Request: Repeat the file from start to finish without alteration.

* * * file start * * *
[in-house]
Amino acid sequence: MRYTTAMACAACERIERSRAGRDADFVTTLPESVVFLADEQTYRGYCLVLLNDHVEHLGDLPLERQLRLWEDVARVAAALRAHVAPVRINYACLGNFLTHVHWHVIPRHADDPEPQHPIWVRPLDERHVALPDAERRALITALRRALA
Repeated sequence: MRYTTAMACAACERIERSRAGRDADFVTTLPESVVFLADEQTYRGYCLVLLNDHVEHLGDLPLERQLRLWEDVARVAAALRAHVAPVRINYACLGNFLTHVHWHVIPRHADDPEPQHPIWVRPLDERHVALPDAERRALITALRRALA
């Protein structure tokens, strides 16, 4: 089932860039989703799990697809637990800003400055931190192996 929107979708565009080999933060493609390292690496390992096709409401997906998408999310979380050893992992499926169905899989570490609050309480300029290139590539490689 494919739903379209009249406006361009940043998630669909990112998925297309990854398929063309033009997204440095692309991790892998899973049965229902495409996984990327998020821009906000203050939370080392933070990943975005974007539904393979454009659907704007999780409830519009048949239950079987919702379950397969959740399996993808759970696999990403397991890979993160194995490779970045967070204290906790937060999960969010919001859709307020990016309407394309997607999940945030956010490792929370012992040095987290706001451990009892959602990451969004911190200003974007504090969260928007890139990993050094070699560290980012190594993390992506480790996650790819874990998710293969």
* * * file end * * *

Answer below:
[in-house]
Amino acid sequence: MRYTTAMACAACERIERSRAGRDADFVTTLPESVVFLADEQTYRGYCLVLLNDHVEHLGDLPLERQLRLWEDVARVAAALRAHVAPVRINYACLGNFLTHVHWHVIPRHADDPEPQHPIWVRPLDERHVALPDAERRALITALRRALA
Repeated sequence: MRYTTAMACAACERIERSRAGRDADFVTTLPESVVFLADEQTYRGYCLVLLNDHVEHLGDLPLERQLRLWEDVARVAAALRAHVAPVRINYACLGNFLTHVHWHVIPRHADDPEPQHPIWVRPLDERHVALPDAERRALITALRRALA
């Protein structure tokens, strides 16, 4: 089932860039989703799990697809637990800003400055931190192996 929107979708565009080999933060493609390292690496390992096709409401997906998408999310979380050893992992499926169905899989570490609050309480300029290139590539490689 494919739903379209009249406006361009940043998630669909990112998925297309990854398929063309033009997204440095692309991790892998899973049965229902495409996984990327998020821009906000203050939370080392933070990943975005974007539904393979454009659907704007999780409830519009048949239950079987919702379950397969959740399996993808759970696999990403397991890979993160194995490779970045967070204290906790937060999960969010919001859709307020990016309407394309997607999940945030956010490792929370012992040095987290706001451990009892959602990451969004911190200003974007504090969260928007890139990993050094070699560290980012190594993390992506480790996650790819874990998710293969």